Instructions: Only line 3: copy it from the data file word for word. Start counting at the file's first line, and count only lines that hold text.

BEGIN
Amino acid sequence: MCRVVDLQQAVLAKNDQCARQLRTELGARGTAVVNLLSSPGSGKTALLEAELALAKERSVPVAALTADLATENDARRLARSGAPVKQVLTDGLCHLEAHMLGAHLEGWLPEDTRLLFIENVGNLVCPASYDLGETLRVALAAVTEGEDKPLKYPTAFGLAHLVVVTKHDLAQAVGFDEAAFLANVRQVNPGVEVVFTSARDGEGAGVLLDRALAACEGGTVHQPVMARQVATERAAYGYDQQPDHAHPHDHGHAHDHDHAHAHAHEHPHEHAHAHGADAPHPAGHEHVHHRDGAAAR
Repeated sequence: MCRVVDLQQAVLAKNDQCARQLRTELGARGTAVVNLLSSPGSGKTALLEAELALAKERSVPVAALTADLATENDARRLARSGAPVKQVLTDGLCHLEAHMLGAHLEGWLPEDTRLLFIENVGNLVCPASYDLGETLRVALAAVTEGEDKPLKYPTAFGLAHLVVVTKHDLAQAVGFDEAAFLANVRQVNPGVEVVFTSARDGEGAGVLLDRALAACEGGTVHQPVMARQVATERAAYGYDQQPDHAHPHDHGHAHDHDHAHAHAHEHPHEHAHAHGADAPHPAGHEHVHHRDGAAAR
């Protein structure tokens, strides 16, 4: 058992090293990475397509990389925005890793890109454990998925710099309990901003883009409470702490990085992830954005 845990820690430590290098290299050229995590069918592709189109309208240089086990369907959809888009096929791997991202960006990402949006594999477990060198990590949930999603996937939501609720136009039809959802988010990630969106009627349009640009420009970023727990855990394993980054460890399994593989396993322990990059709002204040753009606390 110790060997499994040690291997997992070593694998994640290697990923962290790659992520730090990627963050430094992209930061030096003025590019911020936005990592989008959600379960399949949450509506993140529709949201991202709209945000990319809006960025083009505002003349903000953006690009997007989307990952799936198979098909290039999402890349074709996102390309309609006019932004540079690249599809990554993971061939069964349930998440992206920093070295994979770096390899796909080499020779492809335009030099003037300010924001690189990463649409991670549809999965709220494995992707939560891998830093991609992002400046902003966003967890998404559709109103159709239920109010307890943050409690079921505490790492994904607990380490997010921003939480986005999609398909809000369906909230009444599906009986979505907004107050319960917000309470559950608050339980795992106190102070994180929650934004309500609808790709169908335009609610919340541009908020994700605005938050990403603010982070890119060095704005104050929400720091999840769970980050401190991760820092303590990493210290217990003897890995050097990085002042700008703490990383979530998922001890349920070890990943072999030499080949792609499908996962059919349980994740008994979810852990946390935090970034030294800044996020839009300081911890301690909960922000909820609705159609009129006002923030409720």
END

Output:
């Protein structure tokens, strides 16, 4: 058992090293990475397509990389925005890793890109454990998925710099309990901003883009409470702490990085992830954005 845990820690430590290098290299050229995590069918592709189109309208240089086990369907959809888009096929791997991202960006990402949006594999477990060198990590949930999603996937939501609720136009039809959802988010990630969106009627349009640009420009970023727990855990394993980054460890399994593989396993322990990059709002204040753009606390 110790060997499994040690291997997992070593694998994640290697990923962290790659992520730090990627963050430094992209930061030096003025590019911020936005990592989008959600379960399949949450509506993140529709949201991202709209945000990319809006960025083009505002003349903000953006690009997007989307990952799936198979098909290039999402890349074709996102390309309609006019932004540079690249599809990554993971061939069964349930998440992206920093070295994979770096390899796909080499020779492809335009030099003037300010924001690189990463649409991670549809999965709220494995992707939560891998830093991609992002400046902003966003967890998404559709109103159709239920109010307890943050409690079921505490790492994904607990380490997010921003939480986005999609398909809000369906909230009444599906009986979505907004107050319960917000309470559950608050339980795992106190102070994180929650934004309500609808790709169908335009609610919340541009908020994700605005938050990403603010982070890119060095704005104050929400720091999840769970980050401190991760820092303590990493210290217990003897890995050097990085002042700008703490990383979530998922001890349920070890990943072999030499080949792609499908996962059919349980994740008994979810852990946390935090970034030294800044996020839009300081911890301690909960922000909820609705159609009129006002923030409720």